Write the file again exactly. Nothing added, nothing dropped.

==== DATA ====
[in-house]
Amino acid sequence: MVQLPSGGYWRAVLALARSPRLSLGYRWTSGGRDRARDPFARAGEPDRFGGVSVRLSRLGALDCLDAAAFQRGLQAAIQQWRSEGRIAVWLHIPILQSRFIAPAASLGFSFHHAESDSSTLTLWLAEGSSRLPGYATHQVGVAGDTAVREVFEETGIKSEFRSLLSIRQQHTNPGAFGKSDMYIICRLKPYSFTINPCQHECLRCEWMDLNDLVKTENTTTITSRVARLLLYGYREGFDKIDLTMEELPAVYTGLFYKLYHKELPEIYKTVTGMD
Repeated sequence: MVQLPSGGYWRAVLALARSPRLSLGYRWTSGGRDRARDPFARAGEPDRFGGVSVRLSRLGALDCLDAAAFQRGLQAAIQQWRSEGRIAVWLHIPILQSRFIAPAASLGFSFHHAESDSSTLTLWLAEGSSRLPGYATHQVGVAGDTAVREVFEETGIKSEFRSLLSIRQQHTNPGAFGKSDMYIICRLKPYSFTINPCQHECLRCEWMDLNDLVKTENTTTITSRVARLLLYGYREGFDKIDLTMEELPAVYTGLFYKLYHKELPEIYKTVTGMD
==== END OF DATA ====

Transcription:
[in-house]
Amino acid sequence: MVQLPSGGYWRAVLALARSPRLSLGYRWTSGGRDRARDPFARAGEPDRFGGVSVRLSRLGALDCLDAAAFQRGLQAAIQQWRSEGRIAVWLHIPILQSRFIAPAASLGFSFHHAESDSSTLTLWLAEGSSRLPGYATHQVGVAGDTAVREVFEETGIKSEFRSLLSIRQQHTNPGAFGKSDMYIICRLKPYSFTINPCQHECLRCEWMDLNDLVKTENTTTITSRVARLLLYGYREGFDKIDLTMEELPAVYTGLFYKLYHKELPEIYKTVTGMD
Repeated sequence: MVQLPSGGYWRAVLALARSPRLSLGYRWTSGGRDRARDPFARAGEPDRFGGVSVRLSRLGALDCLDAAAFQRGLQAAIQQWRSEGRIAVWLHIPILQSRFIAPAASLGFSFHHAESDSSTLTLWLAEGSSRLPGYATHQVGVAGDTAVREVFEETGIKSEFRSLLSIRQQHTNPGAFGKSDMYIICRLKPYSFTINPCQHECLRCEWMDLNDLVKTENTTTITSRVARLLLYGYREGFDKIDLTMEELPAVYTGLFYKLYHKELPEIYKTVTGMD